Tag Archives: moodle

Moodle pilot update

There are four faculty members in our Moodle pilot group this term. They’ve been charged with the task of using some or all of the Moodle features and helping our campus decide if Moodle is worth pursuing further.

One of the attributes of this pilot program is that no integration work has been done to sync enrollments in Moodle with class rosters in Banner. I’ve had to manually import users and assign them roles in each Moodle course. This isn’t too bad when done in bulk using a CSV file, but when students are still adding and dropping classes it is a bit cumbersome. I can see that this roster sync will be at the top of my list if we stay on board with Moodle next term.

A couple of our faculty have already had their students working in Moodle, submitting assignments and accessing course resources through the Moodle course instead of our traditional MyIWU course tools. The others are working with their courses a little further before bringing the students in. I haven’t seen anyone make use of the gradebook yet, nor have there been any quizzes (this is the first week of classes, so a quiz could be seen by students to be an act of war).

I’m thrilled with the look and content of our active courses. They look as good as any I’ve seen from other institutions. I’m looking forward to hearing about student response – either way they go, I’d like to present a summary of our experiences sometime next year.

Moodle plus portfolios?

The MoodleMan blog recently ran a post on the integration of a new third-party tool with Moodle. Be sure to check out the embedded video at the bottom. The tool in question is an e-portfolio tool called Mahara. We have a number of groups on campus who have various portfolio needs – Art, Career Center, Ed Studies, and probably more I don’t know about. These folks have different requirements but the core need is the same. They want to collect student work over a span of time, and allow that work to be stored and displayed. Some students may need to showcase their growth as a writer or artist over four years. Others may use this as a supplement to a resume. In short, Illinois Wesleyan could use a system like Mahara.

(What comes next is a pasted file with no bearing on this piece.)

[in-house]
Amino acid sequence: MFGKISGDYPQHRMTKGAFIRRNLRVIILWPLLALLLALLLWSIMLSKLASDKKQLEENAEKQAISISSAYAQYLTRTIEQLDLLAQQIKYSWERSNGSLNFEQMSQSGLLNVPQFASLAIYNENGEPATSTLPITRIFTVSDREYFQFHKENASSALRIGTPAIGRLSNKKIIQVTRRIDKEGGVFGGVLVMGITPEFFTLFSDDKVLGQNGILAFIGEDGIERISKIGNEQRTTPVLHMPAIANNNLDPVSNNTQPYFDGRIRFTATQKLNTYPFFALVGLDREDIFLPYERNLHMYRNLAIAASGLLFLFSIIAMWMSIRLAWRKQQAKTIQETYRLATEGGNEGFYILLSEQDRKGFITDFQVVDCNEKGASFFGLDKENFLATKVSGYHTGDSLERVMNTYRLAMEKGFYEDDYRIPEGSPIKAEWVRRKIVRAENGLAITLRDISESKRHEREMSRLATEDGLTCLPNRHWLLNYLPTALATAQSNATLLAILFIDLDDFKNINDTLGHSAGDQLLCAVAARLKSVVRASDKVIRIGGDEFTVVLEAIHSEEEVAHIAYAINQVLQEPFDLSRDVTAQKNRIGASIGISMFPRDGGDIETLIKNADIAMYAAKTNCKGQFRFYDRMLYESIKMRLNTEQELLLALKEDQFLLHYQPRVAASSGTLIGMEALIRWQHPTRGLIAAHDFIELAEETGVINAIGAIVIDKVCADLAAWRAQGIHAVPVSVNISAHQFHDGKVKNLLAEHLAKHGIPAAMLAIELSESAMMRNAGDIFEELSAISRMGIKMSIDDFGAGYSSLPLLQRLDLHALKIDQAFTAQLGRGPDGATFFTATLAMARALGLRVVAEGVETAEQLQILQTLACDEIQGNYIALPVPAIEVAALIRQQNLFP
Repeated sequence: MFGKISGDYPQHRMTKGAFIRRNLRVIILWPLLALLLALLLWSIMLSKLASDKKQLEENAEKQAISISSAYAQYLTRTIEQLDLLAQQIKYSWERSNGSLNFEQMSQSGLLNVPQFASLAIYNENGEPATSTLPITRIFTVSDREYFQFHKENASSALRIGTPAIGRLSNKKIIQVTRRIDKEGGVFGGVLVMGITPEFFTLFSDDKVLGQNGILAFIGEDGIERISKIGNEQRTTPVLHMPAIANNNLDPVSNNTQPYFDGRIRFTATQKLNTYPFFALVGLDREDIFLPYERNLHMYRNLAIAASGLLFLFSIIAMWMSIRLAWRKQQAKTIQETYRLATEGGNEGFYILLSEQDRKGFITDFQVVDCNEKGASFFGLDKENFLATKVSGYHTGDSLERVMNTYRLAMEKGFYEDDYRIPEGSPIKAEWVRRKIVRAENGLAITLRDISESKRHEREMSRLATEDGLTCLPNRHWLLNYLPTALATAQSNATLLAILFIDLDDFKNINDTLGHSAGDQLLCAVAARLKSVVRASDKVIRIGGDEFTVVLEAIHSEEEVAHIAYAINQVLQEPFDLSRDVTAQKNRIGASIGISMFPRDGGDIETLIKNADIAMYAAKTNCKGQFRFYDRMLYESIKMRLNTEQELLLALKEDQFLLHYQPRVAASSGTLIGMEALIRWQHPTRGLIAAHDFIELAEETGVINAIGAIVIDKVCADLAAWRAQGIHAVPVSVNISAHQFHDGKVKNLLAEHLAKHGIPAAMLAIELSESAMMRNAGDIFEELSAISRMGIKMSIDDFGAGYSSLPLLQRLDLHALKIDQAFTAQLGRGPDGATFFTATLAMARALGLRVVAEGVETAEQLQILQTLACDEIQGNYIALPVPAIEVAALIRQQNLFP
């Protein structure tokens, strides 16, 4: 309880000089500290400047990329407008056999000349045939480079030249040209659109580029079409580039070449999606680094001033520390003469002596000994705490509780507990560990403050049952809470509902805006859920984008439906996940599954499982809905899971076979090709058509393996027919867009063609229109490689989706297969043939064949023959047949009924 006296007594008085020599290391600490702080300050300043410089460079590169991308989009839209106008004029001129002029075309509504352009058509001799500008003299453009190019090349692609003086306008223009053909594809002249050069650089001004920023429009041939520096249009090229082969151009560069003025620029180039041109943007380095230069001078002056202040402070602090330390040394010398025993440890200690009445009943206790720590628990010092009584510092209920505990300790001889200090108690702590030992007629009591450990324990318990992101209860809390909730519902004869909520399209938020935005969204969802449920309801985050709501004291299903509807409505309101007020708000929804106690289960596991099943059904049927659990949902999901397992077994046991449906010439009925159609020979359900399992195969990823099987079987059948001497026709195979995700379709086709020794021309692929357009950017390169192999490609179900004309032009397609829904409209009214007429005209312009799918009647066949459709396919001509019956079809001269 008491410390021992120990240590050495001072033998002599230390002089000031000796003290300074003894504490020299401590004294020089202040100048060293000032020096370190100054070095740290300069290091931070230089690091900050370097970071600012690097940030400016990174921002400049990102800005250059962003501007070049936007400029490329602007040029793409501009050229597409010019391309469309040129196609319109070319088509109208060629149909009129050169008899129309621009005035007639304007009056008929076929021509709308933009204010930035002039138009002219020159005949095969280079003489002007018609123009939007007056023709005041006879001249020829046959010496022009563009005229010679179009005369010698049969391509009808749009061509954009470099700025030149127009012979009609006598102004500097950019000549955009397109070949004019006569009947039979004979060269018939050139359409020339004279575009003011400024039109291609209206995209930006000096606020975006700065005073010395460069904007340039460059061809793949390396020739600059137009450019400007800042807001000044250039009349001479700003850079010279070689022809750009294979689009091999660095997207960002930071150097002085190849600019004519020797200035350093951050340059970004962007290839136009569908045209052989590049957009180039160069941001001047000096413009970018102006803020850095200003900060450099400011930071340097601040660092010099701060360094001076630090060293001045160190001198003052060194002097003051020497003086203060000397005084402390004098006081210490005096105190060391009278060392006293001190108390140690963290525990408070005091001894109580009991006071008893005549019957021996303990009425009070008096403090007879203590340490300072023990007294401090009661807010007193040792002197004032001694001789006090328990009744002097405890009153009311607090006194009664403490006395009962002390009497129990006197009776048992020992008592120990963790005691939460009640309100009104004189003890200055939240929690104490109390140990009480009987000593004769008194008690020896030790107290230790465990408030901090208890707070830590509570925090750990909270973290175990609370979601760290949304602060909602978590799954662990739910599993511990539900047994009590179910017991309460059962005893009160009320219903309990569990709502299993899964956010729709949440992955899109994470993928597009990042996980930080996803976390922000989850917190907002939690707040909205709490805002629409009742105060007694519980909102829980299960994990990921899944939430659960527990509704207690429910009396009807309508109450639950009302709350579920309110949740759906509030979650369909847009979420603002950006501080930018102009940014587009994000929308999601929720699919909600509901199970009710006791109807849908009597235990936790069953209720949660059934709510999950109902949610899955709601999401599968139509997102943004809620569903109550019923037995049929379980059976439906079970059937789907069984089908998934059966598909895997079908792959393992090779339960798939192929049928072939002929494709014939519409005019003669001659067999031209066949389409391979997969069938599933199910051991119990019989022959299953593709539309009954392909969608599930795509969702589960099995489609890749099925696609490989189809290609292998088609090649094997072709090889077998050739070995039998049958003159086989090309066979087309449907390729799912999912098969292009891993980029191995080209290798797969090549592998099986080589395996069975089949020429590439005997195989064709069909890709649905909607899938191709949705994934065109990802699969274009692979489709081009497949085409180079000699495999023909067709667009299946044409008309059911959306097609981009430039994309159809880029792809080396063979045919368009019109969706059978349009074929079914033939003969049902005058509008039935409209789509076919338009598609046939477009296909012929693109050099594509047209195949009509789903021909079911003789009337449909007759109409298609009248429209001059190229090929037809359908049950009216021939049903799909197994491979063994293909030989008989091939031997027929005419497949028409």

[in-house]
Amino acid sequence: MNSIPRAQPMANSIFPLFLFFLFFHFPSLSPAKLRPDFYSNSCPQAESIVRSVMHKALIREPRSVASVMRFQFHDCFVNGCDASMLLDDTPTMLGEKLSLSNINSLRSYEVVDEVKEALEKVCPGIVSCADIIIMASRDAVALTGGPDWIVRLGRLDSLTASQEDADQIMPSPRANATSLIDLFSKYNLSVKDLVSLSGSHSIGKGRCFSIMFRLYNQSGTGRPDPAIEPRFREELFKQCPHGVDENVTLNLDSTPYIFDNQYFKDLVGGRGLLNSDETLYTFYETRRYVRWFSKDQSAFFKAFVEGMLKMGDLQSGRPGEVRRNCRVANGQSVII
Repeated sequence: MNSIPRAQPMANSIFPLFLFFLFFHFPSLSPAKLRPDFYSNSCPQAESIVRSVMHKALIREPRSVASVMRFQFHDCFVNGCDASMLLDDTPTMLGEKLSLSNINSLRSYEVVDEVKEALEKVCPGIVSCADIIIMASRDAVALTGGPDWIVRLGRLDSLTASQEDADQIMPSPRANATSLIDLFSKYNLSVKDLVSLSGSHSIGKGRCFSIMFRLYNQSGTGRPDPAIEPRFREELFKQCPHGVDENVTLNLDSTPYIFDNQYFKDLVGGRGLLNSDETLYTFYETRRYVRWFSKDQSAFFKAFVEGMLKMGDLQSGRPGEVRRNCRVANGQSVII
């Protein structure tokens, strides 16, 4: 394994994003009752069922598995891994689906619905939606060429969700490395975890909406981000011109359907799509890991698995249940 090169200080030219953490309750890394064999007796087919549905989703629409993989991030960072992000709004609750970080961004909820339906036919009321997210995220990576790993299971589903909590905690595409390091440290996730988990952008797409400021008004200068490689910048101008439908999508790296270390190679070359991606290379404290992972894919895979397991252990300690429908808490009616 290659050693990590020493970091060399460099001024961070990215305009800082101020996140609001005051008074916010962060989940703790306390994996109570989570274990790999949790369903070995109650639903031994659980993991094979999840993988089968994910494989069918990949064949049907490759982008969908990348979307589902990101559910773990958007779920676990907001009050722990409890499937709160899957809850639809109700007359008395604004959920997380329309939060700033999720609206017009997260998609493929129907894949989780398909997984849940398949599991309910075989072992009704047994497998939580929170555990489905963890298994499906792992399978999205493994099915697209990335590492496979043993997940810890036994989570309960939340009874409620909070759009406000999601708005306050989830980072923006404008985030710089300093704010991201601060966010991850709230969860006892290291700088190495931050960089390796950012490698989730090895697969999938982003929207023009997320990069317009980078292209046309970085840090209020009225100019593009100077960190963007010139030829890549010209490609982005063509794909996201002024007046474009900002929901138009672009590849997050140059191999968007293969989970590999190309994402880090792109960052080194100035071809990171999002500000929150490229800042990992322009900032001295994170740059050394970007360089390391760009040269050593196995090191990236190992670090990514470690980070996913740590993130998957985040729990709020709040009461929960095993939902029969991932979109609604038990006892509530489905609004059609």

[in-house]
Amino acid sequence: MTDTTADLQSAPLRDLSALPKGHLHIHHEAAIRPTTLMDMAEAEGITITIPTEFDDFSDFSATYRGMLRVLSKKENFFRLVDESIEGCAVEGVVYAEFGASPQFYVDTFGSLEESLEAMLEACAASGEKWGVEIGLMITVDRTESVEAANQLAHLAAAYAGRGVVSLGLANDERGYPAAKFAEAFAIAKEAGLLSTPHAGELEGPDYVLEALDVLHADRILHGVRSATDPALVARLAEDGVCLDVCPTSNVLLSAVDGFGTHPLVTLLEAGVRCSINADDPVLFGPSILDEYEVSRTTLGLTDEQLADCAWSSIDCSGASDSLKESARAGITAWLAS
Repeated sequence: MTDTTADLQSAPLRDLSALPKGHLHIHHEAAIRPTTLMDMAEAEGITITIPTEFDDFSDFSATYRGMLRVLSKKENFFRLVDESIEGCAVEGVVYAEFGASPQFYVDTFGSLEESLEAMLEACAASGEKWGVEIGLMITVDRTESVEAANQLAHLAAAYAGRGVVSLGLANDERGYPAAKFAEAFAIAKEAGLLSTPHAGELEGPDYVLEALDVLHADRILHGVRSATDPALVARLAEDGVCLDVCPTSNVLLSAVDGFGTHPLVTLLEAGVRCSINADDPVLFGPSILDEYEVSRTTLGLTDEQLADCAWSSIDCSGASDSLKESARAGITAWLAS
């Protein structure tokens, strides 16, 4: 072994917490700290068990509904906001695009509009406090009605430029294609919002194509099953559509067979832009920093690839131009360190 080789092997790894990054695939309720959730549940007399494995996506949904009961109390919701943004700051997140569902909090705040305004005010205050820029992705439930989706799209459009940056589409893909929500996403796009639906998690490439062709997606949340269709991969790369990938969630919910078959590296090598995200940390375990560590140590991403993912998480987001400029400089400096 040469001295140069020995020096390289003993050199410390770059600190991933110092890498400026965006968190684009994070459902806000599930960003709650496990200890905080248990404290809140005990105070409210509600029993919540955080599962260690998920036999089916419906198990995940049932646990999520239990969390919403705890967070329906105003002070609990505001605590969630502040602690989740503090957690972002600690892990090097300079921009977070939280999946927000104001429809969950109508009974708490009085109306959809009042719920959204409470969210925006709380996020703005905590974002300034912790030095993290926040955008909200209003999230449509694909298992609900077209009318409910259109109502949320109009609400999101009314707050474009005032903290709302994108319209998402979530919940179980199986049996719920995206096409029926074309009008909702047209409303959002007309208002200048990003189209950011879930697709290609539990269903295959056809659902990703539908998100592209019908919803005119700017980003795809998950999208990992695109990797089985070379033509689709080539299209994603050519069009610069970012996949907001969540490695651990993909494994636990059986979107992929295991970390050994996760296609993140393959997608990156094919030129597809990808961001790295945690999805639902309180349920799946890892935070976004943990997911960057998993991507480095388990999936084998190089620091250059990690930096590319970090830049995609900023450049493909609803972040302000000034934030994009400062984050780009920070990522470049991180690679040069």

Why does Moodle have anything to do with it?  Well, if we began to use Moodle as the course management system for campus it would be very easy to take work already handed in via Moodle and drop it into a portfolio. Presumably the Moodle courses would be wiped clean each term, so this is a way of preserving select content over a longer span of time.

I’d like to give it a try, but I think we’ll have to wait until our Fall term Moodle test is complete before we can add in another component to the mix. Moodle 2.0 is supposed to have improved APIs that will make the Mahara integration tighter anyway.

More Moodle

Last time I posted about Moodle I mentioned my plans to test a third-party quiz application, and to try out the “database” activity within my fake Moodle class. I did both of these things and will now provide a brief recap.

Hot Potatoes is a quiz application that is probably mostly used in elementary and secondary ed. It generates quizzes and exercises of different formats. I tried making a crossword about potatoes.

Spud Crossword